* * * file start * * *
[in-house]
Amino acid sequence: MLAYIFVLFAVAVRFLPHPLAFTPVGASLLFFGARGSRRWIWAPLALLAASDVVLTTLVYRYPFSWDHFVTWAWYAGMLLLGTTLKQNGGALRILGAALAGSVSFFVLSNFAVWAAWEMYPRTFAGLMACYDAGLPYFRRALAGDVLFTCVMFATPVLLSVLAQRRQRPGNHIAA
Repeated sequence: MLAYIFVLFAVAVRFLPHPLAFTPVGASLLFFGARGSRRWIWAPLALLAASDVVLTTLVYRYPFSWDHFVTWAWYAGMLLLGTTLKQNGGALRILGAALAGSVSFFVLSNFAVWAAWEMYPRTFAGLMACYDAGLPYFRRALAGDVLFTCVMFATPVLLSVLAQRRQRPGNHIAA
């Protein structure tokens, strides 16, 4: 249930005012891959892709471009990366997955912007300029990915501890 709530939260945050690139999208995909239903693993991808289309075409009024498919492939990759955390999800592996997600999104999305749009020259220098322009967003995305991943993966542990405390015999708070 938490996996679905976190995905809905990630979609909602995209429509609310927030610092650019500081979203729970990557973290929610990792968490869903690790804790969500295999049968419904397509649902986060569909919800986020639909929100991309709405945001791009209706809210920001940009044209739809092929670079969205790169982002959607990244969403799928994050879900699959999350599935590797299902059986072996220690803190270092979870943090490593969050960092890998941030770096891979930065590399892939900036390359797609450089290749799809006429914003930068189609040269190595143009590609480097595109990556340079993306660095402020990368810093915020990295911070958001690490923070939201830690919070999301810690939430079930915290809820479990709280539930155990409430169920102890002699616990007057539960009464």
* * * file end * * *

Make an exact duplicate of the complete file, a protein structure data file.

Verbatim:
[in-house]
Amino acid sequence: MLAYIFVLFAVAVRFLPHPLAFTPVGASLLFFGARGSRRWIWAPLALLAASDVVLTTLVYRYPFSWDHFVTWAWYAGMLLLGTTLKQNGGALRILGAALAGSVSFFVLSNFAVWAAWEMYPRTFAGLMACYDAGLPYFRRALAGDVLFTCVMFATPVLLSVLAQRRQRPGNHIAA
Repeated sequence: MLAYIFVLFAVAVRFLPHPLAFTPVGASLLFFGARGSRRWIWAPLALLAASDVVLTTLVYRYPFSWDHFVTWAWYAGMLLLGTTLKQNGGALRILGAALAGSVSFFVLSNFAVWAAWEMYPRTFAGLMACYDAGLPYFRRALAGDVLFTCVMFATPVLLSVLAQRRQRPGNHIAA
């Protein structure tokens, strides 16, 4: 249930005012891959892709471009990366997955912007300029990915501890 709530939260945050690139999208995909239903693993991808289309075409009024498919492939990759955390999800592996997600999104999305749009020259220098322009967003995305991943993966542990405390015999708070 938490996996679905976190995905809905990630979609909602995209429509609310927030610092650019500081979203729970990557973290929610990792968490869903690790804790969500295999049968419904397509649902986060569909919800986020639909929100991309709405945001791009209706809210920001940009044209739809092929670079969205790169982002959607990244969403799928994050879900699959999350599935590797299902059986072996220690803190270092979870943090490593969050960092890998941030770096891979930065590399892939900036390359797609450089290749799809006429914003930068189609040269190595143009590609480097595109990556340079993306660095402020990368810093915020990295911070958001690490923070939201830690919070999301810690939430079930915290809820479990709280539930155990409430169920102890002699616990007057539960009464």